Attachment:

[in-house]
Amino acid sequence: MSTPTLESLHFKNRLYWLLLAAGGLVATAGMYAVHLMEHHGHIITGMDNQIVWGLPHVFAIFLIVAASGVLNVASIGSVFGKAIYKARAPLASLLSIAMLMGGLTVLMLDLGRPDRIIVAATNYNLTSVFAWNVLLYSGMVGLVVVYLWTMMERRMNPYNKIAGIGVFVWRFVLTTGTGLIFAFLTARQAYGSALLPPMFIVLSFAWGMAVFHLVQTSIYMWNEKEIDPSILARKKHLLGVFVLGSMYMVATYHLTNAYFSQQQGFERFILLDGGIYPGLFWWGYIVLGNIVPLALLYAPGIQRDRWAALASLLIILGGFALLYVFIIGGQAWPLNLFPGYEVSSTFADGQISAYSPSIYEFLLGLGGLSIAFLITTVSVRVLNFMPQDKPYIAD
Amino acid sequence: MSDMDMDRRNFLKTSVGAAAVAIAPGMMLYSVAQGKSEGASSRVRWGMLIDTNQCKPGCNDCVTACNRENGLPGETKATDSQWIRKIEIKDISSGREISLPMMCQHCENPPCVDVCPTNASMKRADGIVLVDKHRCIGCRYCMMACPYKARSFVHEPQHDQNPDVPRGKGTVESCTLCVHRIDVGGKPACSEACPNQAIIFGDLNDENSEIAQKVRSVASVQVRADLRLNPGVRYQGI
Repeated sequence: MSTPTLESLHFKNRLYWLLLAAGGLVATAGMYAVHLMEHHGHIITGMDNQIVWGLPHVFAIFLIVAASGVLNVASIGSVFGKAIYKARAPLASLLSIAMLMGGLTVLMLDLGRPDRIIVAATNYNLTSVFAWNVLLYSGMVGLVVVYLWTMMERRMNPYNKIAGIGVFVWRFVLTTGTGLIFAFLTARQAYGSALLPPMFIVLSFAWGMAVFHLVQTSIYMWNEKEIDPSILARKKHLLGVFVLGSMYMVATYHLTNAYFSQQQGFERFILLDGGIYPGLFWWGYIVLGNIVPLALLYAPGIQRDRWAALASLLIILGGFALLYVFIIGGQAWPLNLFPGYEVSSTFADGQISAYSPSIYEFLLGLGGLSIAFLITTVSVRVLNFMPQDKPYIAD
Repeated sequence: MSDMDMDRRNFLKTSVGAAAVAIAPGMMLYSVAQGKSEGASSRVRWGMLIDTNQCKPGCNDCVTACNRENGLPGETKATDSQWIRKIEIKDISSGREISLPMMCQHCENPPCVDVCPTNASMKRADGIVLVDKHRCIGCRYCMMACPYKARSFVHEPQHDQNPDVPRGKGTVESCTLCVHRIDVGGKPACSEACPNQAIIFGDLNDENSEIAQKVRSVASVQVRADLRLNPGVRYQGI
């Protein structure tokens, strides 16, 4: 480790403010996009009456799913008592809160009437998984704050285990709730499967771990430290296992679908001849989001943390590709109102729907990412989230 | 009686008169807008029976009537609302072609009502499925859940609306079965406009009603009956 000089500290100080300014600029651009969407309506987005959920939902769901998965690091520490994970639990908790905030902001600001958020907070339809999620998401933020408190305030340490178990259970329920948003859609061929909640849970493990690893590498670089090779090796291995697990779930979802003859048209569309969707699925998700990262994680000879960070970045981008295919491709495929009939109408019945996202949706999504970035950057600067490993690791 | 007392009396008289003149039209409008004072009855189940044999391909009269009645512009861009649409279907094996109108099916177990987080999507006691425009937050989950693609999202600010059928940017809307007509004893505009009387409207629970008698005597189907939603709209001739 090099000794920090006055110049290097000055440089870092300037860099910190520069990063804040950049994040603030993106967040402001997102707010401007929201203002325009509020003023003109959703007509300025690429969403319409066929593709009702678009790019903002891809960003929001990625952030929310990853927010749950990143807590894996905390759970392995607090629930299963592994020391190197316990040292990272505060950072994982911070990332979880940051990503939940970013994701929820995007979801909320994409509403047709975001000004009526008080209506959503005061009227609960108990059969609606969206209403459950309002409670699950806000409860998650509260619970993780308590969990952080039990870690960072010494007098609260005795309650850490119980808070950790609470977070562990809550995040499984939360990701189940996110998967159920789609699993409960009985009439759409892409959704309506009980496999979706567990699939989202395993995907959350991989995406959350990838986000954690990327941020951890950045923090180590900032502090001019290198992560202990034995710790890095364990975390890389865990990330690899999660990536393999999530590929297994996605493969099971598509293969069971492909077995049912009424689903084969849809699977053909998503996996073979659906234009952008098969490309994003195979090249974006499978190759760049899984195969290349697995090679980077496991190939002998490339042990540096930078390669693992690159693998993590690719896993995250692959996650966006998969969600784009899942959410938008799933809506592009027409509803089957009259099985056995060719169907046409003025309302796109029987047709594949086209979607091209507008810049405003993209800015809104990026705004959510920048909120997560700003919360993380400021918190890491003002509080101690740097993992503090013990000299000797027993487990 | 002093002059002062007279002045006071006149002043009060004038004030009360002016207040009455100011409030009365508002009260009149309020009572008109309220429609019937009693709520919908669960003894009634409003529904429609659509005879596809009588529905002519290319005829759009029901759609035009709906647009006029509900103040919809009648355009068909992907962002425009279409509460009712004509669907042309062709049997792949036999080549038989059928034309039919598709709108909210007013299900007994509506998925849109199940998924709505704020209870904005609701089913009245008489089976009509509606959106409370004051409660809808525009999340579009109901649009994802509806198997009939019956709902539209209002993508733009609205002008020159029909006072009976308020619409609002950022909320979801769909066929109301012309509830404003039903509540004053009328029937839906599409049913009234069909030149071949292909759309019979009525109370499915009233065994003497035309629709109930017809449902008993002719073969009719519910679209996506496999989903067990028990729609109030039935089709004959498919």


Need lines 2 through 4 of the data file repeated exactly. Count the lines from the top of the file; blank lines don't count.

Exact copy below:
Amino acid sequence: MSTPTLESLHFKNRLYWLLLAAGGLVATAGMYAVHLMEHHGHIITGMDNQIVWGLPHVFAIFLIVAASGVLNVASIGSVFGKAIYKARAPLASLLSIAMLMGGLTVLMLDLGRPDRIIVAATNYNLTSVFAWNVLLYSGMVGLVVVYLWTMMERRMNPYNKIAGIGVFVWRFVLTTGTGLIFAFLTARQAYGSALLPPMFIVLSFAWGMAVFHLVQTSIYMWNEKEIDPSILARKKHLLGVFVLGSMYMVATYHLTNAYFSQQQGFERFILLDGGIYPGLFWWGYIVLGNIVPLALLYAPGIQRDRWAALASLLIILGGFALLYVFIIGGQAWPLNLFPGYEVSSTFADGQISAYSPSIYEFLLGLGGLSIAFLITTVSVRVLNFMPQDKPYIAD
Amino acid sequence: MSDMDMDRRNFLKTSVGAAAVAIAPGMMLYSVAQGKSEGASSRVRWGMLIDTNQCKPGCNDCVTACNRENGLPGETKATDSQWIRKIEIKDISSGREISLPMMCQHCENPPCVDVCPTNASMKRADGIVLVDKHRCIGCRYCMMACPYKARSFVHEPQHDQNPDVPRGKGTVESCTLCVHRIDVGGKPACSEACPNQAIIFGDLNDENSEIAQKVRSVASVQVRADLRLNPGVRYQGI
Repeated sequence: MSTPTLESLHFKNRLYWLLLAAGGLVATAGMYAVHLMEHHGHIITGMDNQIVWGLPHVFAIFLIVAASGVLNVASIGSVFGKAIYKARAPLASLLSIAMLMGGLTVLMLDLGRPDRIIVAATNYNLTSVFAWNVLLYSGMVGLVVVYLWTMMERRMNPYNKIAGIGVFVWRFVLTTGTGLIFAFLTARQAYGSALLPPMFIVLSFAWGMAVFHLVQTSIYMWNEKEIDPSILARKKHLLGVFVLGSMYMVATYHLTNAYFSQQQGFERFILLDGGIYPGLFWWGYIVLGNIVPLALLYAPGIQRDRWAALASLLIILGGFALLYVFIIGGQAWPLNLFPGYEVSSTFADGQISAYSPSIYEFLLGLGGLSIAFLITTVSVRVLNFMPQDKPYIAD